CAANTS

fecund345

Rookie
C are
A bout
A ccuracy
N ot
T ennis
S trokes

Target accuracy is what makes a great tennis player. You can constantly work on improving yiur stroke mechanics, but from a proprioception standpoint your stroke is not broke, it is just work in progress.
Aiming at targets increase your idiothetic proprioceptive ability. It is the ability to feel by using your tennis strokes where every location on the tennis court is in reference to your current position.

Like a Djokovic, can we hit a ball to the backhand corner approximately 2 feet from both the baseline and the sideline 7 ot 10 times? We are to concerned with if our strokes look technically sound. Technically sound is good, but it is a continuing process of improvement.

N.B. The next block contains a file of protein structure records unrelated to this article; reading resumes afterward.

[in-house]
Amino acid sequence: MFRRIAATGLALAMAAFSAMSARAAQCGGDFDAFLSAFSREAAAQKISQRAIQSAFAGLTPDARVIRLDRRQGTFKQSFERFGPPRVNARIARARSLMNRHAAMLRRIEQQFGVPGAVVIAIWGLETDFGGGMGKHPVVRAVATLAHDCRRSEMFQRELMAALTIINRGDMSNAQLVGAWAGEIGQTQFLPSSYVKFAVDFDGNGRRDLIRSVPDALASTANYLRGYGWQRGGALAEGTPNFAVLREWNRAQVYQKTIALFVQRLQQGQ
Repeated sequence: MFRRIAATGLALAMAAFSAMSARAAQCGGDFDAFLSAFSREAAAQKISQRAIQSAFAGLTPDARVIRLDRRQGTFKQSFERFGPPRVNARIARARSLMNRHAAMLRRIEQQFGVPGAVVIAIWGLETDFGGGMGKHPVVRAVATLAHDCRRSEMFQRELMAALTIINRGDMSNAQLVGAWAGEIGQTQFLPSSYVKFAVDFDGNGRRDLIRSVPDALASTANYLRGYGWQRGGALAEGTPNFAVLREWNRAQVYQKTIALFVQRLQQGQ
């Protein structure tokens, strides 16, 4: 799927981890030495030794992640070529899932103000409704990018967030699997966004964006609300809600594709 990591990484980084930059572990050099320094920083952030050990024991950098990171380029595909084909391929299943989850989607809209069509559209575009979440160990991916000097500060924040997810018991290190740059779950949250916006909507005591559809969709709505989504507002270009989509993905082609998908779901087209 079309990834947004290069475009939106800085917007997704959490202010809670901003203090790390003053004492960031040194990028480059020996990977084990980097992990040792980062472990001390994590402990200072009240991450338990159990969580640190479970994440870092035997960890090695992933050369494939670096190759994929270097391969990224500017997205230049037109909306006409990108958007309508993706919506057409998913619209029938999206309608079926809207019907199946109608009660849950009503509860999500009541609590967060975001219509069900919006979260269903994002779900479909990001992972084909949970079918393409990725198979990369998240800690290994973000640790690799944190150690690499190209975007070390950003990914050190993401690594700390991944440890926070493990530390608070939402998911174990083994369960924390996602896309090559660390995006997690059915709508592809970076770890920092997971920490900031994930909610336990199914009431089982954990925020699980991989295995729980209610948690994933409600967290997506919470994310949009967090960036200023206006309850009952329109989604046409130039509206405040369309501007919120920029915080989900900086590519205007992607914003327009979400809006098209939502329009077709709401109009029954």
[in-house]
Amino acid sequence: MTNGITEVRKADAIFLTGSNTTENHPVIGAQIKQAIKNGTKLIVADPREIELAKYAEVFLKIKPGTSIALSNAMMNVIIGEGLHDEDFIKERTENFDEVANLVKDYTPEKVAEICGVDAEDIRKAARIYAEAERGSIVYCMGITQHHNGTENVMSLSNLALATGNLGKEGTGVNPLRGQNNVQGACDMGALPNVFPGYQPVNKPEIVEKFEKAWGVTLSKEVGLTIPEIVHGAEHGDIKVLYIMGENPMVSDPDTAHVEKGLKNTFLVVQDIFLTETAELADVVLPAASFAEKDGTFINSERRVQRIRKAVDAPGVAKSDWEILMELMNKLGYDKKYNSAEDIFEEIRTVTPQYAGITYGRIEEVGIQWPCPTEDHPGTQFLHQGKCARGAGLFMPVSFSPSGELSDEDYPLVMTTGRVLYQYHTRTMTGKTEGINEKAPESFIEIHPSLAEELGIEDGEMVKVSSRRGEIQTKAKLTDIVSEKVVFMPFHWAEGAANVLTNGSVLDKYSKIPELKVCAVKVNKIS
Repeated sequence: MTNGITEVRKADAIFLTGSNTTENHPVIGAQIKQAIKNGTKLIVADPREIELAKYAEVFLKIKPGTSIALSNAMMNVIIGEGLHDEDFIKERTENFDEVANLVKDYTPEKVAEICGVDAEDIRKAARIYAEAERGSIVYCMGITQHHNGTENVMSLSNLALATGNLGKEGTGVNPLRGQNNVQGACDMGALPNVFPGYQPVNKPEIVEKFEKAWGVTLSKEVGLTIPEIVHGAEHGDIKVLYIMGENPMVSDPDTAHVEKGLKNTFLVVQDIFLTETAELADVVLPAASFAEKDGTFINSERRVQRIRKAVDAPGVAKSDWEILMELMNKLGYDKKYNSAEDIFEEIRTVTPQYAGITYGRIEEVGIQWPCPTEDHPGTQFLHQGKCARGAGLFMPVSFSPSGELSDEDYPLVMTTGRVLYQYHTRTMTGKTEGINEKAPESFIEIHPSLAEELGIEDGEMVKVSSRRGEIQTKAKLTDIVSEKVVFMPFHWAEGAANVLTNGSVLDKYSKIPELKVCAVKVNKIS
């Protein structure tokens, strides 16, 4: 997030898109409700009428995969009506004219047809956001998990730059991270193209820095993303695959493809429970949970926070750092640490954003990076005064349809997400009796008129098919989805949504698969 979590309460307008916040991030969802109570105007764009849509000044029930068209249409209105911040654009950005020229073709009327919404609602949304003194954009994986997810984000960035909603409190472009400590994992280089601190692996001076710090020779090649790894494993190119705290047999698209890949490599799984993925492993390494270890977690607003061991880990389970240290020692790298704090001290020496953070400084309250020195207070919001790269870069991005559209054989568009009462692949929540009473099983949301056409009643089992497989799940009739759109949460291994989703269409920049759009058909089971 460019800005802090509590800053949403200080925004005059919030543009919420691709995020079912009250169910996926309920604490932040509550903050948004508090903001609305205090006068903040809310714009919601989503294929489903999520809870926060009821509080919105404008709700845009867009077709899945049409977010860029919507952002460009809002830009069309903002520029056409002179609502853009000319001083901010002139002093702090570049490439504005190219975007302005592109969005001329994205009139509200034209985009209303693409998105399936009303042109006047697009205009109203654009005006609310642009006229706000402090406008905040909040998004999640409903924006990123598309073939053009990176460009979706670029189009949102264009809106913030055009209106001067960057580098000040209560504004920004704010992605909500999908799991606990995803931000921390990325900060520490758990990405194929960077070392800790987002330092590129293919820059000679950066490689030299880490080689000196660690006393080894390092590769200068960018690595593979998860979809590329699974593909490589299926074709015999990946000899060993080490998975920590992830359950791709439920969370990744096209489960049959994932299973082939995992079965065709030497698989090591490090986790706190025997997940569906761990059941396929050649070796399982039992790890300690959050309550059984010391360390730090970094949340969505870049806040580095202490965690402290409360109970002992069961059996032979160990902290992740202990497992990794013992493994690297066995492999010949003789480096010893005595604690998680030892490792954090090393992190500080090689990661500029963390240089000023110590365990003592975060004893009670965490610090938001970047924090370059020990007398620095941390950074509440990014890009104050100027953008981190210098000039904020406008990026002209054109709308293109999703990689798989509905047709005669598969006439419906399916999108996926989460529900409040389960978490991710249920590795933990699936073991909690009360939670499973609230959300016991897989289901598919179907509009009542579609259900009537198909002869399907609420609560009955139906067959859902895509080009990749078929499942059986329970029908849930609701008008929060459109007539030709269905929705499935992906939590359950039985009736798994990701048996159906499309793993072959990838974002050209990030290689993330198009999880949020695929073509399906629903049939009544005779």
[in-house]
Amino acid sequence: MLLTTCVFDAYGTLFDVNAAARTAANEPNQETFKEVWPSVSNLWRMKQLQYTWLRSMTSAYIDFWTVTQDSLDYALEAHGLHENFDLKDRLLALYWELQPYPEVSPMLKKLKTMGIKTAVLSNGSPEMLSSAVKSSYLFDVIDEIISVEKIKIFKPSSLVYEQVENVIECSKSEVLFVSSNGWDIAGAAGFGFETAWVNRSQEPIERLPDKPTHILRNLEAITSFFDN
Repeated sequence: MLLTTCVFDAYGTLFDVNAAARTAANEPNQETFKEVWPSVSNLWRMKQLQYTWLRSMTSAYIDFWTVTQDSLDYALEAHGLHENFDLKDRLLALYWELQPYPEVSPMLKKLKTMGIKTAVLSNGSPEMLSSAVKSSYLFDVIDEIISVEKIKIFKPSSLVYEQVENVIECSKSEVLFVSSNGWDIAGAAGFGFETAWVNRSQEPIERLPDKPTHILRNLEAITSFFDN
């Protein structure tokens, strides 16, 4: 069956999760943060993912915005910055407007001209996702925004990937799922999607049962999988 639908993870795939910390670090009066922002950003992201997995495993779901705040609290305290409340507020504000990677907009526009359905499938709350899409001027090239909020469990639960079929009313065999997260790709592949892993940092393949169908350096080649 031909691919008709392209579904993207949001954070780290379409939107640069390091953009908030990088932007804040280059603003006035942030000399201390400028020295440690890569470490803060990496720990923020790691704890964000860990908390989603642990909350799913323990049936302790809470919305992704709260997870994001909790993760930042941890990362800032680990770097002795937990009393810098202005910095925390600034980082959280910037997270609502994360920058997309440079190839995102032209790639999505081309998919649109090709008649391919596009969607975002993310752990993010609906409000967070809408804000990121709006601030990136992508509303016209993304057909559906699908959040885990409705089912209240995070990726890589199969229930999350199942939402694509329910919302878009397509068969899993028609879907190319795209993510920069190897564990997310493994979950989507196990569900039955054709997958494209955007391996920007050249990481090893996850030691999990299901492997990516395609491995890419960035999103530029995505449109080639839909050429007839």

In the meantime improve your accuracy. Targets take your mind off of stroke mechanics which are then relegated to muscle memory( proprioception) Relegating stroke mechanics to muscle memory gets you closer to playing in the Zone. It helps you play, as Dr. Timothy Gallwey suggested in Inner Tennis, listening to Self 2 and ignoring Self 1.
A target is like a a destination on a road map. If you don't have a destination you just keeping driving around aimlessly. Some of play tennis that way. Get it in his side of the court and wait for his error.

But remember, I am a tennis nobody, so please ignore this nonsense I am promulgating. HaHa.
 

mcs1970

Hall of Fame
C are
A bout
A ccuracy
N ot
T ennis
S trokes

Target accuracy is what makes a great tennis player. You can constantly work on improving yiur stroke mechanics, but from a proprioception standpoint your stroke is not broke, it is just work in progress.
Aiming at targets increase your idiothetic proprioceptive ability. It is the ability to feel by using your tennis strokes where every location on the tennis court is in reference to your current position.